Happy Ever After

Lady on sofa with dogs Illustration: Shutterstock


The old longhouse had seemed idyllic in summer but now winter had arrived, would their dream home fall apart?

“Move, you horror!” Trudy heaved the bed to shift it away from the stream of water pouring through the bedroom ceiling. It budged barely two inches.

“Sebastian, please get down.” She pushed her Alsatian onto the floor and hauled at another corner of the bed as howling storm Gretel battered already loose window panes.

All sense of coming home she’d felt when she and husband Garth first stumbled across Ladybarrow Croft had well and truly evaporated.

The house had been derelict, standing in an overgrown garden like the ghost of times past, but she and Garth, who were looking for their first home, had been drawn to it instantly.

Cautiously, yet with excitement, they’d pushed open the door that hung by one hinge. Then Garth, a specialist in historic restoration techniques, had instantly realised it was a rare beast – a 14th-century longhouse. Their eyes had met with unspoken agreement: what a perfect place to restore and make their forever home. They simply had to make it theirs. It would be such a happy place.

That was in August with the sun beating down and corn turning gold in the fields. Now it was February. Garth was away, replacing architraves at a Georgian gentleman’s house for desperately needed cash, and Trudy was alone with three dogs in the cold and dark.

The tarpaulins that at dusk had covered the roof structures were probably halfway to Dover.

As for electricity…

A cold nose touched her calf. Trudy shone her torch down. Her Yorkshire terrier looked up with big, puppy eyes.

“Oh, Poppet!” She scooped the dog into her arms and hugged her. Poppet licked her face once. “I’m so sorry. You dogs can’t be enjoying this either. We meant to have the roof fixed before we moved in,” she reminded herself, but life hadn’t worked out like that. There’d been delays with funding followed by an atrocious winter.

Trudy decided to abandon the sodden bed. “Let’s go downstairs.” Sebastian and Diggory, her retriever, trotted for the door, tails wagging. “We’ll rekindle the fire.” With any luck, it would still be lit. “Won’t that be nice?”

To her relief, she found the firewood was dry. Soon, the open fire roared back into life, and all four of them settled under throws on the three-seater sofa. It was a tight fit with the two large dogs, but soon they were all dry and warm. Trudy fell asleep, dreaming of central heating, a cooker and putting the house back on the market. The idea of the fairytale life she and Garth had envisaged in a lovingly restored idyllic farmhouse lay in tatters.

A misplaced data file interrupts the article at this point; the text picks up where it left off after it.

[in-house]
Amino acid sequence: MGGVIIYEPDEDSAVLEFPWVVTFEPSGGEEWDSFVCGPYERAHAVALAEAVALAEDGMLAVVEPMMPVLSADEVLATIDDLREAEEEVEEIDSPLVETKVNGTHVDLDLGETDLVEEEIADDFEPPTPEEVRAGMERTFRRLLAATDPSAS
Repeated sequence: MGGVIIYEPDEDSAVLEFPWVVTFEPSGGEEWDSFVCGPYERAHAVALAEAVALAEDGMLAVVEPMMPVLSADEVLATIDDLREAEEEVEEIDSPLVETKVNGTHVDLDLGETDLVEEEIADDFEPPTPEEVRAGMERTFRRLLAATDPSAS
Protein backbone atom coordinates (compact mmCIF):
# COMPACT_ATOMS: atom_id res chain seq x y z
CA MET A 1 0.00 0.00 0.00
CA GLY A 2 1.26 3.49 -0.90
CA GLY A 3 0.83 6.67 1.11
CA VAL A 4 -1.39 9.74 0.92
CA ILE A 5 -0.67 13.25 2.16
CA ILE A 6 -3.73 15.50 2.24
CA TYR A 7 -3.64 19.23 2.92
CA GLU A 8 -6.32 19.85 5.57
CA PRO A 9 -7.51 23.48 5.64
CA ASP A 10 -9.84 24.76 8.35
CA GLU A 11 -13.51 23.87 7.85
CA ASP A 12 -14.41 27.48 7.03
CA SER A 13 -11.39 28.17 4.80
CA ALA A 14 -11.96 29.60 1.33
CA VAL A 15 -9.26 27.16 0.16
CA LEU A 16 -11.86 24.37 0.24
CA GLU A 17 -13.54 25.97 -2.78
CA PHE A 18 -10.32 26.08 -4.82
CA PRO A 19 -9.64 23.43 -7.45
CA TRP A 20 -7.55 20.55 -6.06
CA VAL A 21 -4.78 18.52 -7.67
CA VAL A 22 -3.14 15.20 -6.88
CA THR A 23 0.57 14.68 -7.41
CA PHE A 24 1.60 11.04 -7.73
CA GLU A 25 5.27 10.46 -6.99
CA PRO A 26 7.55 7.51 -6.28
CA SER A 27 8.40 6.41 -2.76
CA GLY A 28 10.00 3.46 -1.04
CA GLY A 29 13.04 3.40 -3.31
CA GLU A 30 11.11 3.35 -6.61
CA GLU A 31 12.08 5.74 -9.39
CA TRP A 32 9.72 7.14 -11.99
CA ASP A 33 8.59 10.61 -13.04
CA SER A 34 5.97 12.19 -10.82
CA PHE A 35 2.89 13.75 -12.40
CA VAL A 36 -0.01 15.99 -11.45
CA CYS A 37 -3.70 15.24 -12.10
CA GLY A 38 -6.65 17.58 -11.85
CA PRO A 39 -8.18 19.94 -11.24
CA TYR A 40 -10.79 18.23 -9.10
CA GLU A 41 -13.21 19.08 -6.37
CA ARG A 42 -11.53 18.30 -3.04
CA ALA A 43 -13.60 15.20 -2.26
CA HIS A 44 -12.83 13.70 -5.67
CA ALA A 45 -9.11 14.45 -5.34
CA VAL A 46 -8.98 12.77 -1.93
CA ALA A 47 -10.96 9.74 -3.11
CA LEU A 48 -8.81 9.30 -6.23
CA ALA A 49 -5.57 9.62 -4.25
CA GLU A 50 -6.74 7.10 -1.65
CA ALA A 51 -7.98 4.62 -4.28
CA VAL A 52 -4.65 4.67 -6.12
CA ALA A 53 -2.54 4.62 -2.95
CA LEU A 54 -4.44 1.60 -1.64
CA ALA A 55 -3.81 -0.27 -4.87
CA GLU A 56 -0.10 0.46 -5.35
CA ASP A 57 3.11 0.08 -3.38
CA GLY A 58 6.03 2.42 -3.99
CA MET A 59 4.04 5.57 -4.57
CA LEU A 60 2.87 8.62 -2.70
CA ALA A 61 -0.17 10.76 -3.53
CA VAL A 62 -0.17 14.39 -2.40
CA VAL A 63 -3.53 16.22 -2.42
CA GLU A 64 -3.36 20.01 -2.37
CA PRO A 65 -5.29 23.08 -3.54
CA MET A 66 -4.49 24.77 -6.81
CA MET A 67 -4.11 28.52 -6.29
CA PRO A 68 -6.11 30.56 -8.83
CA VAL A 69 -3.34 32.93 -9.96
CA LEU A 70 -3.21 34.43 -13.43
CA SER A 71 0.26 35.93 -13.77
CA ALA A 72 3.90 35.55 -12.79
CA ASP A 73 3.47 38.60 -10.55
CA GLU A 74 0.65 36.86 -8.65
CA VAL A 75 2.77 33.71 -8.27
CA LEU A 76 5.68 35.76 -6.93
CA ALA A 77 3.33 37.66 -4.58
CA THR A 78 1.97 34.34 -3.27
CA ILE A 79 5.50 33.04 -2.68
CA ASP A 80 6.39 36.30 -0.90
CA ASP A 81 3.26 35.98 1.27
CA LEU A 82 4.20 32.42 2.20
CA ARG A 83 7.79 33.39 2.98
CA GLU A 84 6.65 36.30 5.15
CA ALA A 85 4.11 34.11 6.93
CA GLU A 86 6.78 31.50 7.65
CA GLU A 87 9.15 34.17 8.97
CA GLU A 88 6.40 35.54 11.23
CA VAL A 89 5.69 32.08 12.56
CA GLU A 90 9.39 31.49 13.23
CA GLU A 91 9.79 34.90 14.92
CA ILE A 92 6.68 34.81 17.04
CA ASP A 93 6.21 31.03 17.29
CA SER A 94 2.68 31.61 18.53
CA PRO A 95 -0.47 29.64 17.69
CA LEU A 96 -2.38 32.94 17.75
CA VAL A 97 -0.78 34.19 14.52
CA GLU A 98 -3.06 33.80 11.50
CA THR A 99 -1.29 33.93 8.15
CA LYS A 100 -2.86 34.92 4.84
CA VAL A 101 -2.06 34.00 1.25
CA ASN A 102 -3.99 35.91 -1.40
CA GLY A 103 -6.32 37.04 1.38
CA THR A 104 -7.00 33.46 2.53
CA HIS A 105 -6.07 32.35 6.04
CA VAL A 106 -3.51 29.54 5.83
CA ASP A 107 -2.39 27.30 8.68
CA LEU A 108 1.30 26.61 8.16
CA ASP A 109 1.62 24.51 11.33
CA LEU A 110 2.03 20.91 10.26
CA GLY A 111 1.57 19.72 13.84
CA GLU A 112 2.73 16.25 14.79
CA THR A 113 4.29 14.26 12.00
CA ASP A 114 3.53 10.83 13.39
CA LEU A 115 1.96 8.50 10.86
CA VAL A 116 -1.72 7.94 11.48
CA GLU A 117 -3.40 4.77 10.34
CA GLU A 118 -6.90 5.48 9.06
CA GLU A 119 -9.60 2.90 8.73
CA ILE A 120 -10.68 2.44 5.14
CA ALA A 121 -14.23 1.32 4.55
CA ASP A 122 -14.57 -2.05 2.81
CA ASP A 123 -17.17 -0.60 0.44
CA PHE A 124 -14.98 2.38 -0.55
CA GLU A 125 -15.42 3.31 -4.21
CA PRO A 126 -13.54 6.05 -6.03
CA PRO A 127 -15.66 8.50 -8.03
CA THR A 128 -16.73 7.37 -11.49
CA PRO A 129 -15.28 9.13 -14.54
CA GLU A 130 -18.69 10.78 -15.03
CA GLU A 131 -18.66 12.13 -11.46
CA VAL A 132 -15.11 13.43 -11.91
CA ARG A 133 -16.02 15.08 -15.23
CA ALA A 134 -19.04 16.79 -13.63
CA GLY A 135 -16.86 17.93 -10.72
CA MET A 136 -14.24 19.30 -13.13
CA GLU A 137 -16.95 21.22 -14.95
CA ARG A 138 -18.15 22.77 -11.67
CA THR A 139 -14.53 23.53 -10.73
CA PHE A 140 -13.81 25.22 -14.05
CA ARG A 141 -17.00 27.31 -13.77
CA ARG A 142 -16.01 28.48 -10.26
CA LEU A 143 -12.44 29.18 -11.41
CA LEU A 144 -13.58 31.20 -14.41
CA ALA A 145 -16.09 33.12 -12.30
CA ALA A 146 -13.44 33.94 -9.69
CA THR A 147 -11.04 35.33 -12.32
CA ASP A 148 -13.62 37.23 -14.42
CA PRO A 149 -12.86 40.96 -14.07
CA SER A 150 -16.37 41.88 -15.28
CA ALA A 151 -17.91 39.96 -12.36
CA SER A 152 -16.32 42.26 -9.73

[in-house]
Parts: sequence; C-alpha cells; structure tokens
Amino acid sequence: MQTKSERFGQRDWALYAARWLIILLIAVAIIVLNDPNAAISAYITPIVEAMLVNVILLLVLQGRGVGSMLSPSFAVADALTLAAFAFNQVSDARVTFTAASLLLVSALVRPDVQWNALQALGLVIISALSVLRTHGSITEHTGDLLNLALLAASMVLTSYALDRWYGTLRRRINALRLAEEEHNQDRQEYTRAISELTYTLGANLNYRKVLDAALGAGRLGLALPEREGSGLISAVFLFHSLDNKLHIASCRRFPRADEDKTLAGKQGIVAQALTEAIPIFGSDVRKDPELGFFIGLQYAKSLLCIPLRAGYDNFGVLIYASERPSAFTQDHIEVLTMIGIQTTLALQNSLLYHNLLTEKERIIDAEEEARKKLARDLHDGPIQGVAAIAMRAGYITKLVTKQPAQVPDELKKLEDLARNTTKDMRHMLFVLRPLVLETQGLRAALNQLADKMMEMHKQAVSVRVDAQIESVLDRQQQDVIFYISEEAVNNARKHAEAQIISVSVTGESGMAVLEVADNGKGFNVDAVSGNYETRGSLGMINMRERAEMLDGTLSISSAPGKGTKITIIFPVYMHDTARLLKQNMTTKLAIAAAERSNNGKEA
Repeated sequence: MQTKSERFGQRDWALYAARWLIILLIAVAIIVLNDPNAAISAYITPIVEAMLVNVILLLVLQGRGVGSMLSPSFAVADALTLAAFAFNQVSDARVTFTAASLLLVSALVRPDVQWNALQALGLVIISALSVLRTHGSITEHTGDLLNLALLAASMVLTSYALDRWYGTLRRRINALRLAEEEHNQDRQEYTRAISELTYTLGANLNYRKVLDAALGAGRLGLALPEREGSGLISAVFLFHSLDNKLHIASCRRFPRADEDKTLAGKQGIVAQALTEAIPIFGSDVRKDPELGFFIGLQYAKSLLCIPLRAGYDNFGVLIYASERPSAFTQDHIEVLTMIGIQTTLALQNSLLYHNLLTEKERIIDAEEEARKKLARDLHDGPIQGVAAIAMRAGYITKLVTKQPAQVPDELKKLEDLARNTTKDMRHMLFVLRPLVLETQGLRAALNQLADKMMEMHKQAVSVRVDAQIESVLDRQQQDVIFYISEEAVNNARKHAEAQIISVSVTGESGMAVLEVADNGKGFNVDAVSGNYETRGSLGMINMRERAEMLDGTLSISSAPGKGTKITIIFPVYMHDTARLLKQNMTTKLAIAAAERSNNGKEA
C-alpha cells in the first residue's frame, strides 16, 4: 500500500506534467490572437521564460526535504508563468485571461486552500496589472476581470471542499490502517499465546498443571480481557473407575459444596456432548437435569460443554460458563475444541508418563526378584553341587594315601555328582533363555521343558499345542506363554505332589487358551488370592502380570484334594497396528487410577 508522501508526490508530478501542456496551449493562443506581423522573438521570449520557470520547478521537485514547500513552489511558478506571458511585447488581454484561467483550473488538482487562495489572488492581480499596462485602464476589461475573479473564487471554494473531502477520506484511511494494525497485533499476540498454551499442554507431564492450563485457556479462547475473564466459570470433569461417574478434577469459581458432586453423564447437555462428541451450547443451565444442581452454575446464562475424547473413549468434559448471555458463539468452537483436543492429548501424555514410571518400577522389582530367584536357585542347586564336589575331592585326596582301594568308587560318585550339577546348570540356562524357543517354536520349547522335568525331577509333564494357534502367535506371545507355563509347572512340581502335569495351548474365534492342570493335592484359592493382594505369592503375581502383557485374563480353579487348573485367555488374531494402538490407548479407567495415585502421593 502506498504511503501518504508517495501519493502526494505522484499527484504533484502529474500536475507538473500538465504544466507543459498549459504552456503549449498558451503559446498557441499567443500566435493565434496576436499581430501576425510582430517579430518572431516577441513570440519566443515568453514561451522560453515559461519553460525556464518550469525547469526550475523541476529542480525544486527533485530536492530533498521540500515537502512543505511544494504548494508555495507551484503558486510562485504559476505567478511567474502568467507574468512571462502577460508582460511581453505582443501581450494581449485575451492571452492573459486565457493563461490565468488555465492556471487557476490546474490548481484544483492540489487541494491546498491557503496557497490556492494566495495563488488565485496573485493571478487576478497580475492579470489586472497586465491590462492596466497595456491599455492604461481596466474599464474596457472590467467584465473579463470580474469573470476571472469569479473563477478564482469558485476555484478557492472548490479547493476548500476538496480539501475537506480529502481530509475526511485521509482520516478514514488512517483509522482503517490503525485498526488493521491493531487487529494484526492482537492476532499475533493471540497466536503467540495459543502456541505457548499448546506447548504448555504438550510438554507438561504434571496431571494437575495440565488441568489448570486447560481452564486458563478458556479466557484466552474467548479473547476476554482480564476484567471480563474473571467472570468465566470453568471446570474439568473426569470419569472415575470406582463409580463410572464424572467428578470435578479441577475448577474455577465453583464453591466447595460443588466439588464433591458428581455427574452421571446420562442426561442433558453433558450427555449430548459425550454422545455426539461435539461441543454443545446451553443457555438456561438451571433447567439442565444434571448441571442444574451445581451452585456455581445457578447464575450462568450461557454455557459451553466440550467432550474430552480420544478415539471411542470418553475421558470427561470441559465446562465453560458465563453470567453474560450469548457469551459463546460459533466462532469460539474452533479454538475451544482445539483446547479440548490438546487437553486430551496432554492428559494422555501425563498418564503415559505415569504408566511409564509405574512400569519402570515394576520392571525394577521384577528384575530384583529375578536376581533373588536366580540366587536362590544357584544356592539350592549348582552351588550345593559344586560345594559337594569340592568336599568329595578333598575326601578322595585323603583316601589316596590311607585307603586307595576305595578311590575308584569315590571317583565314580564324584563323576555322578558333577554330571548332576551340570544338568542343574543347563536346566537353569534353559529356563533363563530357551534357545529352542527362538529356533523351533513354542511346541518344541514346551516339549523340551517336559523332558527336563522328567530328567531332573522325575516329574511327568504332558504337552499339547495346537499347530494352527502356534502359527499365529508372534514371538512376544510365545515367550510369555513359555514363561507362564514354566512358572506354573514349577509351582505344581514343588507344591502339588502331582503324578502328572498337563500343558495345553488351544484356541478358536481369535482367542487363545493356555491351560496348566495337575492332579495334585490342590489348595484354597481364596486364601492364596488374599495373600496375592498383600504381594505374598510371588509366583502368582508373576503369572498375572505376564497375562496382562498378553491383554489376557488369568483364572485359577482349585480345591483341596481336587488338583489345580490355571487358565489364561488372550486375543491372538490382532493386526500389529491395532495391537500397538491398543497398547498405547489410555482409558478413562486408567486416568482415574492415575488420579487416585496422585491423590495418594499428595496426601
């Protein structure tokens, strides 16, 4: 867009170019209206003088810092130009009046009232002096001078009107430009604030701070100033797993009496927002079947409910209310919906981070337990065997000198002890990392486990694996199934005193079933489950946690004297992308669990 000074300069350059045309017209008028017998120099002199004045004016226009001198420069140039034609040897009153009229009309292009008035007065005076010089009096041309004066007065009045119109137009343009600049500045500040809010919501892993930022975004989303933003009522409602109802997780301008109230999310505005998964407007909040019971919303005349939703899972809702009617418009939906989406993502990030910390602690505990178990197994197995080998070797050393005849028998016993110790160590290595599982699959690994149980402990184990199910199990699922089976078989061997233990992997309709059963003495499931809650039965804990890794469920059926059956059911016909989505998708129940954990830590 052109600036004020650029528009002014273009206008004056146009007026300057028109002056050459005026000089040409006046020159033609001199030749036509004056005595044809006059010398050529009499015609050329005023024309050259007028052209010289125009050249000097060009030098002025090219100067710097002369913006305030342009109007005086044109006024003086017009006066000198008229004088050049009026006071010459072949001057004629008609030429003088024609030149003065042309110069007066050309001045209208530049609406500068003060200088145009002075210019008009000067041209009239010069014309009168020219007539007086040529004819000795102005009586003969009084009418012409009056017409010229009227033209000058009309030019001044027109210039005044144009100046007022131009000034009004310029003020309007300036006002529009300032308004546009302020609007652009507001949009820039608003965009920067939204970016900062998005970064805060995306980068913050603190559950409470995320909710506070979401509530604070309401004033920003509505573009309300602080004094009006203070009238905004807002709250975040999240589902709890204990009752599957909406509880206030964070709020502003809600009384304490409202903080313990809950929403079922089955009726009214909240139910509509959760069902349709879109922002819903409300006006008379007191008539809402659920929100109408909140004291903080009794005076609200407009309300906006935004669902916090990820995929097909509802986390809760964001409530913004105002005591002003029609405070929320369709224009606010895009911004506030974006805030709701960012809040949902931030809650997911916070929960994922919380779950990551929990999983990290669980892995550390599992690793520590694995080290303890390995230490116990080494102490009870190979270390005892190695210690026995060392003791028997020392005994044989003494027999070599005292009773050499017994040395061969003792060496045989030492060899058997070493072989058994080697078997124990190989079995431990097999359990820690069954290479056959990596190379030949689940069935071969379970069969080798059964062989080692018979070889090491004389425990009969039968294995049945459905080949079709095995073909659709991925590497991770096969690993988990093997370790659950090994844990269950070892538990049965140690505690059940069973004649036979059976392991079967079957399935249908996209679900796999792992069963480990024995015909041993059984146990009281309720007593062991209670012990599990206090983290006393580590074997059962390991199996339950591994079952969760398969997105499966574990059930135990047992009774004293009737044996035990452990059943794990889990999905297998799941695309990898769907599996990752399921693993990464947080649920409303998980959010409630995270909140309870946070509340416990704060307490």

Trudy woke when the roofer, Chris, arrived.

“Are you alright?” he asked, water trickling along the furrows of his brow.

The bigger dogs engulfed him in wags, licks and paws.

“Just about.” Trudy unfurled herself. Poppet remained on her lap, enjoying the warmth. “Why are you wearing waders?”

“The ford,” he said. “I daren’t bring the pickup through.”

Trudy stared at him. The lane to the house crossed a very shallow river placed in a dip. If it was too deep to drive through, he must have risked his life!

“There were two of us,” he reassured her. “We used a rope. We were safe. I was worried about you.”

I’d offer you some tea, but the generator’s packed up again.

Trudy flicked a light switch with no response.

“I think you need a hot drink more than us, Trudy. We’ll get you back to the village. When the wind has dropped, we’ll re-cover the roof and fix the generator.”

Trudy sighed. “That’s kind, Chris, but I think I need to pack up and go home. Garth and I have bitten off more than we can manage.”

“Don’t do anything hasty just yet,” Chris urged.

Trudy wondered if he was worried about his bill: if they abandoned the house, this job would end.

“Stay with us tonight,” he continued. “Our kids have left home and Beth, my wife, would love someone to fuss over. She’s struggling with the empty nest.”

It was a tempting offer, and if Chris’s pickup couldn’t get through the river, her little run-around certainly wouldn’t. “Beth knows I’ve got three dogs, right?”

“We’ve got three of our own,” he said. “Two spaniels and a Labradoodle. We’ll barely notice the extra.” He smiled. “I know this seems overwhelming right now, but better days will come. This is a wonderful house. There’s been a Ladybarrow Croft here since at least Domesday. Watching it deteriorate over the years has been painful. It makes me and Beth so happy to see you restoring it with the love it deserves. We’ll help in any way we can.”

Right now, Trudy didn’t love the house, but she very much appreciated Chris’s help. She got up and hugged him.

An hour later, the two burly roofers helped Trudy and the dogs through the torrent that was normally only three inches deep. Poppet travelled across in some sort of harness on Chris’s chest.

Soon they were all in a warm, dry country kitchen. The six dogs kissed noses, sniffed butts, and ran in circles before Beth lured them into the conservatory with food and water, then insisted on making a cooked breakfast.

Hot meals for Trudy and Garth recently comprised reheated beans on bread toasted on the open fire. It was an absolute age since cooking over a primus stove in the shell of their dream home had seemed romantic.

Now, the crispy bacon, poached eggs and hot tea were heavenly and Trudy felt instantly better.

Beth showed her how to work the shower and produced clean towels. “You can sleep in Clint’s old room,” she added, pointing to a door across the way.

“I’ll take the dogs out while you make yourself more human.”